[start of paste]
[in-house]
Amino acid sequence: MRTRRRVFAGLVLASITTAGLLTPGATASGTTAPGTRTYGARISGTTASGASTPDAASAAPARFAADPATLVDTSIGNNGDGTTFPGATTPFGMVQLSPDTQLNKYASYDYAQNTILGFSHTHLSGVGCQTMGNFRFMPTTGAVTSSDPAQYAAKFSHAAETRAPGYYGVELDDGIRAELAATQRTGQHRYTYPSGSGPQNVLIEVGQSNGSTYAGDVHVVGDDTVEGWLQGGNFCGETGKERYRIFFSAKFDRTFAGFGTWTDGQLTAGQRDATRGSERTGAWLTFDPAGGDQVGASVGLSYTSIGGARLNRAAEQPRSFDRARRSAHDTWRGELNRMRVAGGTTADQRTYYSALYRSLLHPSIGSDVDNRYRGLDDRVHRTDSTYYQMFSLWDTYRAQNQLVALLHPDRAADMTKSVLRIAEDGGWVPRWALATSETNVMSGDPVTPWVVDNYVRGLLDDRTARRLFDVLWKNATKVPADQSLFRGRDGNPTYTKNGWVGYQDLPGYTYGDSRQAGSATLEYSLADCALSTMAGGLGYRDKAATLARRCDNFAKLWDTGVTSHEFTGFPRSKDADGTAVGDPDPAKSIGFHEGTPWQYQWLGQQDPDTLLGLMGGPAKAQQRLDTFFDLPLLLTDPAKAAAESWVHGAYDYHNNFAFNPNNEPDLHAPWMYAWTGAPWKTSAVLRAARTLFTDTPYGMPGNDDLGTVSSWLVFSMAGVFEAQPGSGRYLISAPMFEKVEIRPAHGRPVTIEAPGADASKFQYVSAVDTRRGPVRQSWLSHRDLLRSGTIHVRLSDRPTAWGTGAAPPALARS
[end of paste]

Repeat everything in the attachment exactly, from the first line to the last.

[in-house]
Amino acid sequence: MRTRRRVFAGLVLASITTAGLLTPGATASGTTAPGTRTYGARISGTTASGASTPDAASAAPARFAADPATLVDTSIGNNGDGTTFPGATTPFGMVQLSPDTQLNKYASYDYAQNTILGFSHTHLSGVGCQTMGNFRFMPTTGAVTSSDPAQYAAKFSHAAETRAPGYYGVELDDGIRAELAATQRTGQHRYTYPSGSGPQNVLIEVGQSNGSTYAGDVHVVGDDTVEGWLQGGNFCGETGKERYRIFFSAKFDRTFAGFGTWTDGQLTAGQRDATRGSERTGAWLTFDPAGGDQVGASVGLSYTSIGGARLNRAAEQPRSFDRARRSAHDTWRGELNRMRVAGGTTADQRTYYSALYRSLLHPSIGSDVDNRYRGLDDRVHRTDSTYYQMFSLWDTYRAQNQLVALLHPDRAADMTKSVLRIAEDGGWVPRWALATSETNVMSGDPVTPWVVDNYVRGLLDDRTARRLFDVLWKNATKVPADQSLFRGRDGNPTYTKNGWVGYQDLPGYTYGDSRQAGSATLEYSLADCALSTMAGGLGYRDKAATLARRCDNFAKLWDTGVTSHEFTGFPRSKDADGTAVGDPDPAKSIGFHEGTPWQYQWLGQQDPDTLLGLMGGPAKAQQRLDTFFDLPLLLTDPAKAAAESWVHGAYDYHNNFAFNPNNEPDLHAPWMYAWTGAPWKTSAVLRAARTLFTDTPYGMPGNDDLGTVSSWLVFSMAGVFEAQPGSGRYLISAPMFEKVEIRPAHGRPVTIEAPGADASKFQYVSAVDTRRGPVRQSWLSHRDLLRSGTIHVRLSDRPTAWGTGAAPPALARS